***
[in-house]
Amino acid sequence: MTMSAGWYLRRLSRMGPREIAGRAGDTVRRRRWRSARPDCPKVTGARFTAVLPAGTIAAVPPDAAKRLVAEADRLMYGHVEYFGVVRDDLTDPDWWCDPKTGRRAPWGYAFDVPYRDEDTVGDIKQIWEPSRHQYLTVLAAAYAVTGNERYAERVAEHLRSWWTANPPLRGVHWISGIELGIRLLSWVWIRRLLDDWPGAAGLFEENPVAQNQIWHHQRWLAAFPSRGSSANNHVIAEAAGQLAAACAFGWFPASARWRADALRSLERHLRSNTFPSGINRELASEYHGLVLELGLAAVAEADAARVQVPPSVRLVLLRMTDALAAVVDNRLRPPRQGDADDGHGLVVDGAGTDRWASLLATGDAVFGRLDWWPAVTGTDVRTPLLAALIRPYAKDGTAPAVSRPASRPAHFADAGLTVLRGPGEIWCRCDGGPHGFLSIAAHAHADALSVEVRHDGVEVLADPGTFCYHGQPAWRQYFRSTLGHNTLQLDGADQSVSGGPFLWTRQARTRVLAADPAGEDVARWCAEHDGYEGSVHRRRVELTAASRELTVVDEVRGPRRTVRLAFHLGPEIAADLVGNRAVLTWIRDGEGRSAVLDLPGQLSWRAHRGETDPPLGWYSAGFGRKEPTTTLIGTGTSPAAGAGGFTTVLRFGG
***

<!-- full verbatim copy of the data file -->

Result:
[in-house]
Amino acid sequence: MTMSAGWYLRRLSRMGPREIAGRAGDTVRRRRWRSARPDCPKVTGARFTAVLPAGTIAAVPPDAAKRLVAEADRLMYGHVEYFGVVRDDLTDPDWWCDPKTGRRAPWGYAFDVPYRDEDTVGDIKQIWEPSRHQYLTVLAAAYAVTGNERYAERVAEHLRSWWTANPPLRGVHWISGIELGIRLLSWVWIRRLLDDWPGAAGLFEENPVAQNQIWHHQRWLAAFPSRGSSANNHVIAEAAGQLAAACAFGWFPASARWRADALRSLERHLRSNTFPSGINRELASEYHGLVLELGLAAVAEADAARVQVPPSVRLVLLRMTDALAAVVDNRLRPPRQGDADDGHGLVVDGAGTDRWASLLATGDAVFGRLDWWPAVTGTDVRTPLLAALIRPYAKDGTAPAVSRPASRPAHFADAGLTVLRGPGEIWCRCDGGPHGFLSIAAHAHADALSVEVRHDGVEVLADPGTFCYHGQPAWRQYFRSTLGHNTLQLDGADQSVSGGPFLWTRQARTRVLAADPAGEDVARWCAEHDGYEGSVHRRRVELTAASRELTVVDEVRGPRRTVRLAFHLGPEIAADLVGNRAVLTWIRDGEGRSAVLDLPGQLSWRAHRGETDPPLGWYSAGFGRKEPTTTLIGTGTSPAAGAGGFTTVLRFGG